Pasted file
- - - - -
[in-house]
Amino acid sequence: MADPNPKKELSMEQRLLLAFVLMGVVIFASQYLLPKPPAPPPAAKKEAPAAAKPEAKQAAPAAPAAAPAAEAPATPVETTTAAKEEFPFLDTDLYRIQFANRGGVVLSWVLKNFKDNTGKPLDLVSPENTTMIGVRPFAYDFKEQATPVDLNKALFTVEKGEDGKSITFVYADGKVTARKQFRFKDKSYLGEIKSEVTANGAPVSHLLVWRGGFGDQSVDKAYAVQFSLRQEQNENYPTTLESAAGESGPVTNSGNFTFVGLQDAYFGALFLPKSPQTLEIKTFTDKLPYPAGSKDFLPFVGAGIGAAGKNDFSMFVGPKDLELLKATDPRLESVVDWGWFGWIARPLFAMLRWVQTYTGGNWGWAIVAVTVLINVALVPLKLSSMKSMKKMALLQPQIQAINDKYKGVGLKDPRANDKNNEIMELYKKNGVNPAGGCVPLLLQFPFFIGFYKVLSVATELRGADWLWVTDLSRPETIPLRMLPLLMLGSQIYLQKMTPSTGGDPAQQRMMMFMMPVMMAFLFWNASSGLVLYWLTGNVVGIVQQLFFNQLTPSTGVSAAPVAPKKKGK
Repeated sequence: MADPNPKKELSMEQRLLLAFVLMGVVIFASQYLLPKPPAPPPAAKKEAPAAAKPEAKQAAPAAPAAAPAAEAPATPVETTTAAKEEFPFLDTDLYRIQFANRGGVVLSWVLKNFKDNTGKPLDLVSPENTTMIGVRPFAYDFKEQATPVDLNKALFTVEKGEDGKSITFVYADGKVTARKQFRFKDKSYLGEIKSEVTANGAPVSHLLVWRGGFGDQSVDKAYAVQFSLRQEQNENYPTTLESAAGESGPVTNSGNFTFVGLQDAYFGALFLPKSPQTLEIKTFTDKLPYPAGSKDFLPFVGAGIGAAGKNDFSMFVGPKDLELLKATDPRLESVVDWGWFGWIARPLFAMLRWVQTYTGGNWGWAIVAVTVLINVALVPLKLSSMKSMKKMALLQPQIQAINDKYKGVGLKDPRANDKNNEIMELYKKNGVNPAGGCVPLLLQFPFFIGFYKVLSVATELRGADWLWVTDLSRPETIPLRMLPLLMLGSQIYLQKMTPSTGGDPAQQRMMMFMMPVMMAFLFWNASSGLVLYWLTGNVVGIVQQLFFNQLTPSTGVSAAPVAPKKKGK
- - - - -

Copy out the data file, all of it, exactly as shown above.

[in-house]
Amino acid sequence: MADPNPKKELSMEQRLLLAFVLMGVVIFASQYLLPKPPAPPPAAKKEAPAAAKPEAKQAAPAAPAAAPAAEAPATPVETTTAAKEEFPFLDTDLYRIQFANRGGVVLSWVLKNFKDNTGKPLDLVSPENTTMIGVRPFAYDFKEQATPVDLNKALFTVEKGEDGKSITFVYADGKVTARKQFRFKDKSYLGEIKSEVTANGAPVSHLLVWRGGFGDQSVDKAYAVQFSLRQEQNENYPTTLESAAGESGPVTNSGNFTFVGLQDAYFGALFLPKSPQTLEIKTFTDKLPYPAGSKDFLPFVGAGIGAAGKNDFSMFVGPKDLELLKATDPRLESVVDWGWFGWIARPLFAMLRWVQTYTGGNWGWAIVAVTVLINVALVPLKLSSMKSMKKMALLQPQIQAINDKYKGVGLKDPRANDKNNEIMELYKKNGVNPAGGCVPLLLQFPFFIGFYKVLSVATELRGADWLWVTDLSRPETIPLRMLPLLMLGSQIYLQKMTPSTGGDPAQQRMMMFMMPVMMAFLFWNASSGLVLYWLTGNVVGIVQQLFFNQLTPSTGVSAAPVAPKKKGK
Repeated sequence: MADPNPKKELSMEQRLLLAFVLMGVVIFASQYLLPKPPAPPPAAKKEAPAAAKPEAKQAAPAAPAAAPAAEAPATPVETTTAAKEEFPFLDTDLYRIQFANRGGVVLSWVLKNFKDNTGKPLDLVSPENTTMIGVRPFAYDFKEQATPVDLNKALFTVEKGEDGKSITFVYADGKVTARKQFRFKDKSYLGEIKSEVTANGAPVSHLLVWRGGFGDQSVDKAYAVQFSLRQEQNENYPTTLESAAGESGPVTNSGNFTFVGLQDAYFGALFLPKSPQTLEIKTFTDKLPYPAGSKDFLPFVGAGIGAAGKNDFSMFVGPKDLELLKATDPRLESVVDWGWFGWIARPLFAMLRWVQTYTGGNWGWAIVAVTVLINVALVPLKLSSMKSMKKMALLQPQIQAINDKYKGVGLKDPRANDKNNEIMELYKKNGVNPAGGCVPLLLQFPFFIGFYKVLSVATELRGADWLWVTDLSRPETIPLRMLPLLMLGSQIYLQKMTPSTGGDPAQQRMMMFMMPVMMAFLFWNASSGLVLYWLTGNVVGIVQQLFFNQLTPSTGVSAAPVAPKKKGK